Boring. Big family dinners are boring for kids. I remember this. I remember being 10 and finding ways to amuse myself. I learned how to get a spoon to stick on my nose. Then I refined the technique and got one to stick on my chin and two on my cheekbones. I taught these important tricks to my nieces and nephews as they reached the age to get bored at big family gatherings.
So it could just be boredom. But I suspect something else is going on for Katie, my niece, who has just turned 12.
We're in the Astor Room at my parents' retirement village, a kind of multipurpose room where the residents can entertain large groups. We use this room whenever my gigantic family happens to be in the hometown area, at which time we usually do a collective birthday party. The family has grown much too large to do individual celebrations, so usually it's more of a quarterly thing. At this gathering we're doing: February, March, April and May.
Katie's is the only kid birthday in this particular grouping, so we're giving her full notice. Balloons with her name on them, streamers. She doesn't appear to want all this fuss. Or she wants more. She hates what she's wearing. Or maybe not. But does this shirt even match this skirt? The real problem could be her hair. Her image! She wants to be a teenager. She wants to stay a tomboy. What is the matter with her? She is, by everyone's reckoning, "not herself."
"You okay, KK?" I ask. She shrugs. She's stirring her rigatoni, otherwise untouched. She's resting her head on her fist as if it's simply too heavy.
I don't know this girl. The Katie I know is bubbly, full of life, embracing her role as hero to my daughters, chattering about softball and fairies and her dream of one day owning a barn with three horses.
This Katie, utterly unaware of how beautiful she's becoming, is sullen, removed. Apparently, sharing her birthday with a bunch of grown-ups in a retirement village is not doing it for her. Funny, because last year she was fine with it. Last year she was all kid. Now she seems to wonder what she has to offer her younger cousins, 3 and 5 and consumed with rainbows and sparkles and unicorns. She has nothing yet to say to her next oldest cousin, 21, in a band, graduating from college. All alone. She is heading into adolescent angst all alone.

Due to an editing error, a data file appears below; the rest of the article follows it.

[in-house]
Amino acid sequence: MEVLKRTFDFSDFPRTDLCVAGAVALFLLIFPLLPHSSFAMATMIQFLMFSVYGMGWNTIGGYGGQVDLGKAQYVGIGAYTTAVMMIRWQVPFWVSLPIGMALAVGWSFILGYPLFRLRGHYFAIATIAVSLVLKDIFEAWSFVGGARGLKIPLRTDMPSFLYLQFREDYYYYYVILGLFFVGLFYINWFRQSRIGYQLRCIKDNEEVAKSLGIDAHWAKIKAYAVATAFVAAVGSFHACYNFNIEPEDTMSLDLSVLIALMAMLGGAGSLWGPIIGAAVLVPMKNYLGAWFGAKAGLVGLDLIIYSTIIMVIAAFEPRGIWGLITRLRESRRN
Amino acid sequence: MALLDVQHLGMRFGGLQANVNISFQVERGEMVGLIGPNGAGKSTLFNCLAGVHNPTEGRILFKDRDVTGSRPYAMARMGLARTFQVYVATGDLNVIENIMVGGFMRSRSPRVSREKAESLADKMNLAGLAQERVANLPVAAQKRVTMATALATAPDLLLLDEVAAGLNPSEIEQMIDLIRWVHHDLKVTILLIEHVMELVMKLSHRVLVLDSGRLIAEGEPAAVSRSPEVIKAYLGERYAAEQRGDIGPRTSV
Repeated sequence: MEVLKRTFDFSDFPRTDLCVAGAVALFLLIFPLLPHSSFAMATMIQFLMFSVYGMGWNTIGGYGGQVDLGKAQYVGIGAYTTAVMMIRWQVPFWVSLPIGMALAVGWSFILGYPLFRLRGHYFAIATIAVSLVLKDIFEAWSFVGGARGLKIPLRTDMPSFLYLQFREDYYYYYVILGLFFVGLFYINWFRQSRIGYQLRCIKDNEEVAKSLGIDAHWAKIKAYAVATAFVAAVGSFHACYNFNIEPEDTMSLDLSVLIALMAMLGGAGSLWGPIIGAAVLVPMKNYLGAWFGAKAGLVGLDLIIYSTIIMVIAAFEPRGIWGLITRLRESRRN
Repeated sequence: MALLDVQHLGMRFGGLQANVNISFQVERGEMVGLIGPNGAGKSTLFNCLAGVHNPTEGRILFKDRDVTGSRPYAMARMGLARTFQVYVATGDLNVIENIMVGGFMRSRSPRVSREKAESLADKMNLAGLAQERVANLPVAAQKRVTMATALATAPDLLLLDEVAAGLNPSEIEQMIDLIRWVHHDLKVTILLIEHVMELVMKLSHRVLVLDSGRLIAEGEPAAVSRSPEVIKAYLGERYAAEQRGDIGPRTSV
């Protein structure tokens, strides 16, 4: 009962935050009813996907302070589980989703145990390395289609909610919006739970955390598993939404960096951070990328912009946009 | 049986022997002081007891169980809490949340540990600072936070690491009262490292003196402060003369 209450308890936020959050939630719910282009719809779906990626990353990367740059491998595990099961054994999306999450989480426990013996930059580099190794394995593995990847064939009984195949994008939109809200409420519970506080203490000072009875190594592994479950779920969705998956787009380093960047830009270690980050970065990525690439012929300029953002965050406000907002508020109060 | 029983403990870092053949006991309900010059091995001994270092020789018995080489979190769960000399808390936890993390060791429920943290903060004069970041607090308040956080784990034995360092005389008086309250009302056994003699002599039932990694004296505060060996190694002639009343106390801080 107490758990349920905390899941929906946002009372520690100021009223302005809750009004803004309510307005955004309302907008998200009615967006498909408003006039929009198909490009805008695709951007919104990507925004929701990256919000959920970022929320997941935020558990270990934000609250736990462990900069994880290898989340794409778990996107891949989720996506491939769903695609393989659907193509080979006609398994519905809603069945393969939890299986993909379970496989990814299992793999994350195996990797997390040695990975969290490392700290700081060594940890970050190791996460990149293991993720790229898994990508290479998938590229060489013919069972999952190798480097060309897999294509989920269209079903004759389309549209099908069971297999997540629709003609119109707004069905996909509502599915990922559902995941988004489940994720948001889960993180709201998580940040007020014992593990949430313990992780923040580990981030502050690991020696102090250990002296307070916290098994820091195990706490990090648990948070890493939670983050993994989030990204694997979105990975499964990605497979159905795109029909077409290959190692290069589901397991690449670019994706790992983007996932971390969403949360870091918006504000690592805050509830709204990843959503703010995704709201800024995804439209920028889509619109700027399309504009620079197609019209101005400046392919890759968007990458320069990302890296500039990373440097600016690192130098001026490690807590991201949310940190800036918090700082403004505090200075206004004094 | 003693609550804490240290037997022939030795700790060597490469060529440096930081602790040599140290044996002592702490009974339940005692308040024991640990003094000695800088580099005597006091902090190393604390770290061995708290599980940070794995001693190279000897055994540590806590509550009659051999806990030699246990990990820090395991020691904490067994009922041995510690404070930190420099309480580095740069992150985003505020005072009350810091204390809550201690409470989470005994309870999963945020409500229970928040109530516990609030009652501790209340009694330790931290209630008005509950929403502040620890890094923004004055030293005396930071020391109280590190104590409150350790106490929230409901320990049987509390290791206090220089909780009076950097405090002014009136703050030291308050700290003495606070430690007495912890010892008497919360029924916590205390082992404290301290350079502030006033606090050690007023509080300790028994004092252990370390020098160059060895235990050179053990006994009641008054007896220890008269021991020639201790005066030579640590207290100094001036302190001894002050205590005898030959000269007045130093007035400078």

I want to reach out. I want to say, "There, there," and "You'll make it through." But even watching is hard. I'm slicing my beef. I'm trying to figure out what to say. I ask Claire if she has any idea what to say. She asks Eileen. We're the aunts. We should swoop in to the rescue. Instead we seem to be circling. Maybe this is just how middle-aged people handle adolescence, much as we respond to old age. Stay away lest it rub off.
It is rubbing off. "But she's going through it all alone," I say to Claire. "Isn't that terrible?" This, I realize, is pure projection. I went through it alone, thanks to Claire. Does Claire even remember abandoning me for her teenage friends? No, she does not. As a matter of fact, Claire thinks she went through adolescence all alone. I suppose we all do.
All at once, I see a glimmer of hope. A spoon. Katie has a spoon on her nose. I'm pleased to see her think of that to at least combat the boredom. I feel proud that I've given her that much.
Then my daughter Anna sees the spoon. Uh-oh. Somehow, this never occurred to me: I don't want to raise kids who stick spoons on their noses. But it's way too late for that now. Anna has her jaw dropped in awe. She picks up a spoon, hands it to Katie as if to say, "Please?"
Katie smiles a perfectly wicked smile. My heart leaps. For Katie, for Anna, for the link. It takes some doing. Some breathing on the spoon to create just the right touch of moisture. Steady hands. Easy now. Easy. I'm not helping. (It is not a mother's place to teach bad manners.) I'm not interfering. I'm pretending not to bubble over with pride. I must be straddling 500 different roles.
Suddenly Katie stands and shouts, "She did it! Look!" The crowd turns, and applause breaks out. She did it! A new generation. A new nose. And Katie has found a new calling. She is the proud antihero capably passing on the tradition to this younger set. By dessert, she's leading her charges in a utensil extravaganza -- spoons on noses and cheeks and chins -- while my mother, who has never personally hung a piece of flatware anywhere, buries her head in prayer.
Jeanne Marie Laskas's e-mail address is firstname.lastname@example.org.